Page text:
“You cannot define tempo. Tempo has no existence of its own, so it can be neither wrong nor right. What the world has not yet understood: tempo has nothing to do with speed […]. There is no singular tempo that you can take from Berlin to London […]. Metronome marking ‘92’. What is 92? […] It is idiocy! Every concert hall, every piece, every movement has its own absolute tempo, defining exactly this situation – and no other.”
(From Stenographische Umarmung. Sergiu Celibidache beim Wort genommen, Con Brio Verlag 2002).
Tempo and metronome markings, always a difficult subject, are the focus of my blog post today on Schumann’s extremely controversial metronome markings, especially those in the “Kinderszenen”. A “hot-button issue”, indeed, I know! The validity and obligatory nature of Schumann’s metronome markings are at least as “problematic” as Beethoven’s markings. So much seems to us today to be either extremely fast or else much too slow. As an Urtext publisher, we consider the original metronome markings to be necessarily crucial and worth communicating, so that is why they are all reproduced in our music editions. And personally, I am firmly convinced that in any case it is worthwhile to deal, first of all, seriously with this information and not to ignore it. This is an opportunity, not a nuisance. And if you still want to play at a significantly other basic tempo than indicated by Schumann, then that’s at least a deliberate act, even if rather disrespectful.
Fortunately, the Robert-Schumann-Forschungsstelle e.V. Düsseldorf has summarised all of Schumann’s metronome markings in a very useful, all-inclusive table (no opus numbers absent from the list contain metronome markings by Schumann): List of Metronome Markings
But now to the “Kinderszenen” and their authentic, though extremely off-putting (!) metronome markings. For the Norddeutsche Rundfunk, NDR [Northwest German Radio], many years ago, Dr Michael Struck, editor of several works of our Neuen Brahms Gesamtausgabe [New Brahms Complete Edition] as well as eminent Schumann specialist, produced a programme on the subject of Schumann’s metronome markings (first broadcast on 11 November 2006). With the kind permission of the NDR, I am now able to show you at the following link an 11-minute excerpt from this production, which is well worth listening to. But watch out, what comes now will “stir up a hornet’s nest” (by Struck) for you.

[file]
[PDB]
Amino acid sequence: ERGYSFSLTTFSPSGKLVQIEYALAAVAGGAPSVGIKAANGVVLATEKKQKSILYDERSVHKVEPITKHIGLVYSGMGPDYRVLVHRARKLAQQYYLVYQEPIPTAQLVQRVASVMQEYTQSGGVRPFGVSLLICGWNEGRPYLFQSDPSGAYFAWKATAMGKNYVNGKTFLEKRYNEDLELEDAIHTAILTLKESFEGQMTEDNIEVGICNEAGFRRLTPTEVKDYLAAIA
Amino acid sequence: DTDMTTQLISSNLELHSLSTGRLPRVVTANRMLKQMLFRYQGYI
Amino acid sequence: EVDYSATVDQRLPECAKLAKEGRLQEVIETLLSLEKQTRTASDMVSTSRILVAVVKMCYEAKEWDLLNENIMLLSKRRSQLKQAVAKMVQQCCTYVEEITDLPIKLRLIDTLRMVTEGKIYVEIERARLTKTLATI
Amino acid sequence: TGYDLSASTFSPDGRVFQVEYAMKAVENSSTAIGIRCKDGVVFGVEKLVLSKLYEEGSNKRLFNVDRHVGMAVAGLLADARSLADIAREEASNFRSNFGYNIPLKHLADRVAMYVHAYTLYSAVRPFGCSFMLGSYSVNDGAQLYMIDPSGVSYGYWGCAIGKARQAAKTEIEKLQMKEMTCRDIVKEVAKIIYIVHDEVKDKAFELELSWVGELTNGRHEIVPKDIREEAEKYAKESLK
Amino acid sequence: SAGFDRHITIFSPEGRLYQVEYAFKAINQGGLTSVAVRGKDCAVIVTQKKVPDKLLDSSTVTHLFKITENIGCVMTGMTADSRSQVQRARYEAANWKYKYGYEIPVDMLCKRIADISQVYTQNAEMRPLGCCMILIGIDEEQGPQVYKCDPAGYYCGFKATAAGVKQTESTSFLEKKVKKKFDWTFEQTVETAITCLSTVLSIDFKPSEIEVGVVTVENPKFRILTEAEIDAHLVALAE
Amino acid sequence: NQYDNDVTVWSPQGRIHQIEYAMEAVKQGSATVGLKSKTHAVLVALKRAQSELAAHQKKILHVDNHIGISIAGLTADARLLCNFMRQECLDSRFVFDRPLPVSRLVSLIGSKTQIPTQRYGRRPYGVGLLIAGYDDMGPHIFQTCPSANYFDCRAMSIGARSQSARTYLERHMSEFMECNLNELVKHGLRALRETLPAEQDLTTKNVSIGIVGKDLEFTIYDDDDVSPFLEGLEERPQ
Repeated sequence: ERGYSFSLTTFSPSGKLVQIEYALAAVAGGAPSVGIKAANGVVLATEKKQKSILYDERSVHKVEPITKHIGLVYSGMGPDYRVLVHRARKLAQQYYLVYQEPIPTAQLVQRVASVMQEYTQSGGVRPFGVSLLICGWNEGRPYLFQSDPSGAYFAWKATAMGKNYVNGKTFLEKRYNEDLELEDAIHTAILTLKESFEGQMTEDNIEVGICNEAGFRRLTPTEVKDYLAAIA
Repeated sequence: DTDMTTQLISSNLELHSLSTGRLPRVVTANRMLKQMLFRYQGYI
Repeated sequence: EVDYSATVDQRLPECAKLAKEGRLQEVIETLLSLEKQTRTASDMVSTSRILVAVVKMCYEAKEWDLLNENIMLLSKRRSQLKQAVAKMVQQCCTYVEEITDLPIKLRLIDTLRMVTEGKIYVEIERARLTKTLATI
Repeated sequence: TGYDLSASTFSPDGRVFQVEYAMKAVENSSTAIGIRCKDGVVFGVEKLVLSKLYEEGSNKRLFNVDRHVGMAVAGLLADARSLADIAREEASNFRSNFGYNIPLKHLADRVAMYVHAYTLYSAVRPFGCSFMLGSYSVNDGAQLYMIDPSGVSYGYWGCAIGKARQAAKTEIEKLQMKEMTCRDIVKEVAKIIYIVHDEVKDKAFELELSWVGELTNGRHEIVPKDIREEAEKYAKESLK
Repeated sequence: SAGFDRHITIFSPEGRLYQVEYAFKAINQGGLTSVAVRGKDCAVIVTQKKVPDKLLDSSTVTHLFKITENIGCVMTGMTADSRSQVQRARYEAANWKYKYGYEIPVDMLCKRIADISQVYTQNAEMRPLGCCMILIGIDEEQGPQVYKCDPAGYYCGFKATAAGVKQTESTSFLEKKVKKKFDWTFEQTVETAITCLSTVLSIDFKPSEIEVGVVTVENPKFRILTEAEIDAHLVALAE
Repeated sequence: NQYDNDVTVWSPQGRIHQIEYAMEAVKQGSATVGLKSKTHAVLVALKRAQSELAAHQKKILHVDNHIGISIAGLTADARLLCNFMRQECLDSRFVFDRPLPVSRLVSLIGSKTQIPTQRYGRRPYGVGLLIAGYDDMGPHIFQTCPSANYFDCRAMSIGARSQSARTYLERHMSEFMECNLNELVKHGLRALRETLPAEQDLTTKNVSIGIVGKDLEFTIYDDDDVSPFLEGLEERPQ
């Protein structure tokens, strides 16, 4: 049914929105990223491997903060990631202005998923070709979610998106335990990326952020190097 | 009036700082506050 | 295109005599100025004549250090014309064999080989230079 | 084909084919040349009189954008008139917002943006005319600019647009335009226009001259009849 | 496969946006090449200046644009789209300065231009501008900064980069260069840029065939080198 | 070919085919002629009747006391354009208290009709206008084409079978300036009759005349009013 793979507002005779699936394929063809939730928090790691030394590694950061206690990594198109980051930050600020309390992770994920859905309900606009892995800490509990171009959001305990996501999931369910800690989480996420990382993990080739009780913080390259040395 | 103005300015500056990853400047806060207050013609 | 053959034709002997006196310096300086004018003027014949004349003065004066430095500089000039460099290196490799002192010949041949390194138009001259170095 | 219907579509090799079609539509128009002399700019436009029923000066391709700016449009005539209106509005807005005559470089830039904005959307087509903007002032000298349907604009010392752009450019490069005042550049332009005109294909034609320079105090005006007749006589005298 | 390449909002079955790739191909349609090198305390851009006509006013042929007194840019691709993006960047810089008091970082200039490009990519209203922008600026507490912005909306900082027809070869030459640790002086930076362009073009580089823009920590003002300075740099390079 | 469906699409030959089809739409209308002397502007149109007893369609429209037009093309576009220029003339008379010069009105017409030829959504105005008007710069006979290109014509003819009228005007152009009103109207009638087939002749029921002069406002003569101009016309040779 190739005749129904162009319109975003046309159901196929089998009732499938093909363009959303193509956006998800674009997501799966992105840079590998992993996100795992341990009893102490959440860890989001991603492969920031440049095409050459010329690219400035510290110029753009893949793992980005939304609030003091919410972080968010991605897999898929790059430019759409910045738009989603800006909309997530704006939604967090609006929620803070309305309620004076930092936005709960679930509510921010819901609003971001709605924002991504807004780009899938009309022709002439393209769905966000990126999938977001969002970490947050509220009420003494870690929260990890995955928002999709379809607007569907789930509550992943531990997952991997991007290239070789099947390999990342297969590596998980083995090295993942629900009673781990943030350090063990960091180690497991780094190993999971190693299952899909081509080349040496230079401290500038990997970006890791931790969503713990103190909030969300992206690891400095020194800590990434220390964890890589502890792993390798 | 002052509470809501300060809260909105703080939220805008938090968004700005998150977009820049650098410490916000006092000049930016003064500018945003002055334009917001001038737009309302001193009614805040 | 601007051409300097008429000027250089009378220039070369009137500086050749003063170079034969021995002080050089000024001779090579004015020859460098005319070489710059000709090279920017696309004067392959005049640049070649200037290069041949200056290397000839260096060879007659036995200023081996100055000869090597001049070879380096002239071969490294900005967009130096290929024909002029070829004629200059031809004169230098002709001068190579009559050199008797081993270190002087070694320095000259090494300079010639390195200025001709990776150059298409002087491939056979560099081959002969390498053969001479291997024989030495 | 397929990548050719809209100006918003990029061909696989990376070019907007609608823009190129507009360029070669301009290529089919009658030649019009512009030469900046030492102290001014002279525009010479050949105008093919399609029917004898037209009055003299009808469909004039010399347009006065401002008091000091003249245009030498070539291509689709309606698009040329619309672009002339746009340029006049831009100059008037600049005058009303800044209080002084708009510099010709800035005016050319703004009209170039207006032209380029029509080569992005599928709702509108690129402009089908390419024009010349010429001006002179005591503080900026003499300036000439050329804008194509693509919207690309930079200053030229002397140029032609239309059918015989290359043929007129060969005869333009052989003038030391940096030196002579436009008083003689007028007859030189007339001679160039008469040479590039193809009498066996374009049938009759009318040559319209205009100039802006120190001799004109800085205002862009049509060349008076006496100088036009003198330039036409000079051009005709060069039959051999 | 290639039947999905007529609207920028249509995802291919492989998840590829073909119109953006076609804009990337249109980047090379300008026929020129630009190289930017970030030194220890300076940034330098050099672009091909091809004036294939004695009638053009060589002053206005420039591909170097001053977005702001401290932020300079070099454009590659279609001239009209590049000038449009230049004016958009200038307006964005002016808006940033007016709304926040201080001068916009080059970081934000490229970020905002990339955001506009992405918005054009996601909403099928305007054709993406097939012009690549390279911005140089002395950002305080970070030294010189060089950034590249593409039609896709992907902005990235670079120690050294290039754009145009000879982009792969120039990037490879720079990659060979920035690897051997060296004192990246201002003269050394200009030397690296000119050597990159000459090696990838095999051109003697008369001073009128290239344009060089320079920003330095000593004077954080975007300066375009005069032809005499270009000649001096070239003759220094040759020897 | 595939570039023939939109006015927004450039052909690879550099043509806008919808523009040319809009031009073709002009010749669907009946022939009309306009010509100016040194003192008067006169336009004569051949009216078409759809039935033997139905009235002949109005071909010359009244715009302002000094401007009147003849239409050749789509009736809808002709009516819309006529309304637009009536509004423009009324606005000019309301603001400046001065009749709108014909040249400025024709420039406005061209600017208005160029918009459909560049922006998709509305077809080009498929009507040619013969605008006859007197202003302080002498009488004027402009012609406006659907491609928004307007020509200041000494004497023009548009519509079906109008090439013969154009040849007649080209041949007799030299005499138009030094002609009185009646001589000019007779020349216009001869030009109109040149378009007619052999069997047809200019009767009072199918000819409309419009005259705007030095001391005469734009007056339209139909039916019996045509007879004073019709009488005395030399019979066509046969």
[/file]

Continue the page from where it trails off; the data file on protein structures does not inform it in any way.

Furthermore I have conducted an interview with Dr Struck in which we talk about the correctness of the metronome markings in the “Kinderszenen”.
In this excerpt, Dr Struck also goes into detail about the “Kinderszenen”, asserting that the printed metronome markings in Schumann’s works are really “accurate” and that Schumann’s metronome was not defective. He acknowledges that the metronome-marking situation is somewhat different in “Kinderszenen”: Here, Schumann himself did not give the metronome markings to be found initially in the first edition’s revised second issue, but he did authorise them by not “correcting or eliminating” them during the proofreading of this later publication. Dr Struck also maintains that there could not have been a misunderstanding about the reference time values for the metronome numbers, demonstrating this with the metronome markings that Clara Schumann gave in her own much later “instructive” edition of “Kinderszenen”. He also supports this by citing the use Schumann made of “ritardandi” in several pieces (a performance directive that would not have been effective within a much slower tempo). In conclusion, he urges taking these markings very seriously, mentioning that the contemporary tendency was overall towards playing Schumann’s character pieces much more “fluently” than is customary today, possibly owing to the lighter actions of contemporary pianos.
Yes, please do write me anyway about the effect on you of this possibly painful, perhaps salutary “sting”, and/or whatever you personally have to say on the subject:
PS: For the 2010 “Schumann Year” I had then published a number of articles on my favourite composer. If you want to dig deeper, have a look here, with my compliments: Schumann-Forum 2010.